Saturday, January 26, 2008

Don't Judge "Barbie" Before You Get to Know Her

Via Mama Squirrel over at "Dewey's Treehouse", I came across a very interesting post by Rachel over at "The Simple Family" entitled "Image is Everything". In it, Rachel laments how some fellow moms she encountered at the gym made her feel self-conscious about living frugally. While I can certainly relate to those types of feelings living near Silicon Valley, I was very disturbed by her harsh stereotyping of the other moms:

"I realized I was surrounded by Barbies. Walking, talking Barbies who all weighed 10 pounds, looked perfect and seemed totally carefree....I felt as if I had accidentally wandered into the lobby of the Ford Modeling Agency and me and my unbrushed hair children did not fit in."

I suspect that if Rachel had encountered me at the gym I belonged to back when we lived in Massachusetts, she would've assumed that I was one of those evil McMansion-living, "Lexus Mini-Van driving, Prada-wearing, perfect hair, big white teeth" Barbies.

Would she realize that the cute workout clothes I was wearing were bought on sale at discount stores such as TJ Maxx or Target? Would she know that my "immaculately dressed" kids are wearing gifts, hand-me-downs, or consignment shop finds? Would she know that our family shares 1 economy vehicle, has no cable/satellite or land line, vacations with relatives, and rents a modest condo?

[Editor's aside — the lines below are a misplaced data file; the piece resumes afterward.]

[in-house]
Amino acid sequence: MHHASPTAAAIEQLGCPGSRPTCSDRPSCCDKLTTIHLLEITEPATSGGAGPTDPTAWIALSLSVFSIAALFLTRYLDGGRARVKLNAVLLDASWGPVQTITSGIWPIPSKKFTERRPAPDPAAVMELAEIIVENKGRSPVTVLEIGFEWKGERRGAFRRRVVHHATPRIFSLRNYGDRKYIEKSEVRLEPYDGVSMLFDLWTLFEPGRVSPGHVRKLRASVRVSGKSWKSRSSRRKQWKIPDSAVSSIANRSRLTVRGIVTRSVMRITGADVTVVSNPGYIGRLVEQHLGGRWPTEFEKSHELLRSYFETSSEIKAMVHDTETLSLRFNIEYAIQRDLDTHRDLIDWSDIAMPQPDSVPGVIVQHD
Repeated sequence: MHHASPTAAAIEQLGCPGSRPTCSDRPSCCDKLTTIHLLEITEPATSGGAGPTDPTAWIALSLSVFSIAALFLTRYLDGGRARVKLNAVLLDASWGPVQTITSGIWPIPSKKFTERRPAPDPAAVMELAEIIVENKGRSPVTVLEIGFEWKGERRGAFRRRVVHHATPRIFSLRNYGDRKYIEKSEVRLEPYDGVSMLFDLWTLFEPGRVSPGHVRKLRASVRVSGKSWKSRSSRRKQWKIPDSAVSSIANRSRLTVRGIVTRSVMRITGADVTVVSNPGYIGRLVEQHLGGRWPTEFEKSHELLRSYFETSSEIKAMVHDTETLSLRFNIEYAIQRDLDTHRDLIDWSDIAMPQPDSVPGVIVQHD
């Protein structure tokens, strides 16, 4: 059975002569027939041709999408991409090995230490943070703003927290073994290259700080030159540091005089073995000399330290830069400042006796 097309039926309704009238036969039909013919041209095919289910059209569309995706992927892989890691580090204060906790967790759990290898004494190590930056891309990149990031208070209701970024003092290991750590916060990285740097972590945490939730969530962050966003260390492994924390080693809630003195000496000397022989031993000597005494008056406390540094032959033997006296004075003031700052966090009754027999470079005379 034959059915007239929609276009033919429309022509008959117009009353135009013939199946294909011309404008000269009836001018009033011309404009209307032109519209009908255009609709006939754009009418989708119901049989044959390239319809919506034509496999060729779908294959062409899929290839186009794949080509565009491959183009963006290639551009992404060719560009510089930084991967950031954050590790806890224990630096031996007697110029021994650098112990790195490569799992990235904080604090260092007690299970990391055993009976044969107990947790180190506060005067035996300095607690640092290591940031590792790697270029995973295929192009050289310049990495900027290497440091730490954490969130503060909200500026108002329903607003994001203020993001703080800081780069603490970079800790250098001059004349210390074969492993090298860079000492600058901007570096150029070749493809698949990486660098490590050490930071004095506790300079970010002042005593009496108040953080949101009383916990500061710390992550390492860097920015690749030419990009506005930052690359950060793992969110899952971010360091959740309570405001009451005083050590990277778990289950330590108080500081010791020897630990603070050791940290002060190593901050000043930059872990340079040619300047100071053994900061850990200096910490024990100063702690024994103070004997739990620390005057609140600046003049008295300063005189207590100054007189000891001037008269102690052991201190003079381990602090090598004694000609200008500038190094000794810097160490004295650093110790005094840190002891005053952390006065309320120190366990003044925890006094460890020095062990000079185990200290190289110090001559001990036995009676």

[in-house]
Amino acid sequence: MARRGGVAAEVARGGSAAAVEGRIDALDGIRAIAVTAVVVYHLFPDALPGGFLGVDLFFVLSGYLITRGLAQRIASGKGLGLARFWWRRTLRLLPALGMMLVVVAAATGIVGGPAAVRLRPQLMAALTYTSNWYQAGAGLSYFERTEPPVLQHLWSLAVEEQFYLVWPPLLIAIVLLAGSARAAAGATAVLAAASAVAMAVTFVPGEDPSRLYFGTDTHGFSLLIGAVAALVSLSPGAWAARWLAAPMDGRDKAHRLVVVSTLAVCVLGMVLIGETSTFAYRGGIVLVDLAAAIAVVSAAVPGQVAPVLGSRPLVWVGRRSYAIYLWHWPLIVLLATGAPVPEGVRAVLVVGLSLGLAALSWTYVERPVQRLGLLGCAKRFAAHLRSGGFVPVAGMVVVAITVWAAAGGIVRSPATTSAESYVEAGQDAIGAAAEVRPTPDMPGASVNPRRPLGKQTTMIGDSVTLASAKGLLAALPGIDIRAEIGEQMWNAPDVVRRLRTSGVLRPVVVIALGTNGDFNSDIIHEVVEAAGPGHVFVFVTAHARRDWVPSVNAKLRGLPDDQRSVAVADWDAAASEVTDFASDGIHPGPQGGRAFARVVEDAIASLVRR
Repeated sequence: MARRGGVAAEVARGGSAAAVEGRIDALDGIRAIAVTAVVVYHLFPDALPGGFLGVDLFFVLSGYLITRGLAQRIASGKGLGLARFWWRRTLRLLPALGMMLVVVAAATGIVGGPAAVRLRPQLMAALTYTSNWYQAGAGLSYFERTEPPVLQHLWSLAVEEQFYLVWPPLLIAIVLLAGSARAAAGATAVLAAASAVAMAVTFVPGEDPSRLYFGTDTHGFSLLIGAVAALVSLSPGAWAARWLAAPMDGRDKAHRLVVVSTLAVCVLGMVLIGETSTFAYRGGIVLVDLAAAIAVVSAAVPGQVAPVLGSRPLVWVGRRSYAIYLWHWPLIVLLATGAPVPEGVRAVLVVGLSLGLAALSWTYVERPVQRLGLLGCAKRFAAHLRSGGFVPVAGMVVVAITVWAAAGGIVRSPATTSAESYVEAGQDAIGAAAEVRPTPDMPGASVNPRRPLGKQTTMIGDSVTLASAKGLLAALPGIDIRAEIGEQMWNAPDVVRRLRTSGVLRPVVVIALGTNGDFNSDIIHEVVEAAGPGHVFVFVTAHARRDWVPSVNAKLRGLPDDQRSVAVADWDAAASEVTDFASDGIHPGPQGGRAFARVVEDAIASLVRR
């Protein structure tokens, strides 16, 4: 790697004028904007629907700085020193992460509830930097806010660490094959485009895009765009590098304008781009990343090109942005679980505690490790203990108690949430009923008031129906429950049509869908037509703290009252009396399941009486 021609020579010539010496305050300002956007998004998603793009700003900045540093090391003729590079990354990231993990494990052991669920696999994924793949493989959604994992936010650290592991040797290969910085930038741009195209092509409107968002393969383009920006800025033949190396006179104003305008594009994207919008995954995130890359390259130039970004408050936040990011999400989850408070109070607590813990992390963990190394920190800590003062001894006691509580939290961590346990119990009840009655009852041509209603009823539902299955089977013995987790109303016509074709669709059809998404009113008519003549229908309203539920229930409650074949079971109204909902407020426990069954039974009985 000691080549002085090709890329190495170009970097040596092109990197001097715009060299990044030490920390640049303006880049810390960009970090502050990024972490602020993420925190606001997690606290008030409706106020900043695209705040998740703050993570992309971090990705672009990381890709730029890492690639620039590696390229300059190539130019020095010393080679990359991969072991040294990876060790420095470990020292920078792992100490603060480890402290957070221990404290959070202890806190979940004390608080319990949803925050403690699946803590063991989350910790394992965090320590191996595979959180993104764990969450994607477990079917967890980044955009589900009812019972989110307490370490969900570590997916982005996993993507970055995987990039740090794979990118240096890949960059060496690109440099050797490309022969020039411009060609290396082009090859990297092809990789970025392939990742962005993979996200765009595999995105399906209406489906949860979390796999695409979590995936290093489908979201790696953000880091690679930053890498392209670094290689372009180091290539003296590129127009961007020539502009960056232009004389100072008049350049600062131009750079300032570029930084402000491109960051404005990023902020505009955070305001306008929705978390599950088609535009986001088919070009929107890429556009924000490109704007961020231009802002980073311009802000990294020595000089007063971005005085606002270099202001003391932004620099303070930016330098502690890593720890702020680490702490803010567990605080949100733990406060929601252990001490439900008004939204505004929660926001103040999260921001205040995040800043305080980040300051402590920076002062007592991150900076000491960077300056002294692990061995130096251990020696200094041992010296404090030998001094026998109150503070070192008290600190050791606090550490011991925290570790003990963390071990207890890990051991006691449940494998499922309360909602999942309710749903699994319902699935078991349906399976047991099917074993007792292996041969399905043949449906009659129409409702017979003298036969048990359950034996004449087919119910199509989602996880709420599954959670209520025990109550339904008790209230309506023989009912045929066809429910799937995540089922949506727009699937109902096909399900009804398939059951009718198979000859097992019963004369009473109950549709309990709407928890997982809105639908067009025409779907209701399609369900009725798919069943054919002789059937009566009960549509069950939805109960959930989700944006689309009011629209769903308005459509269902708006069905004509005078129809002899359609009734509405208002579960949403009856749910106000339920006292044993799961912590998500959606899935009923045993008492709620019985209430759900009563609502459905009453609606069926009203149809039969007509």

My appearance may bear a resemblance to a certain doll but that's almost entirely due to genetics. My DNA has programmed me to be blonde, blue-eyed, fair-skinned, and to have an hourglass figure. That doesn't mean I'm automatically shallow, label-conscious, snobby, a spendthrift, and so on.

Would Rachel want me to judge her and her kids by their appearances alone without getting to know what they are really like? If the answer is no, then why would she judge my family simply by how we might look at first glance?


Anonymous said...

I read the blog and the comments, and I am going to come down on your side, CW. I don't see any virtue in sloppy dressing or unbrushed hair. Living simply and frugally does not mean slop and tatters. And what is the point of attempting to measure others, even in one's own mind? Where is all this envy and inadequacy coming from?

My dh and I live in a large house in a well-to-do neighborhood, and our income is considered below poverty level. Go figure.

We all make choices about how we want to live our lives, and I don't have the time or the motivation to speculate about the characters of others. Unless they attempt to rob me at gunpoint- then I might judge them very harshly. :p

Barbara Frank said...

I think her last line says it all:

"And, yet, sometimes, in the midst of it all, I feel like I’m back in junior high, feeling small and invisible."

The so-called socialization at school leaves wounds on some people that affect them into adulthood. One more reason I'm glad I homeschooled my kids.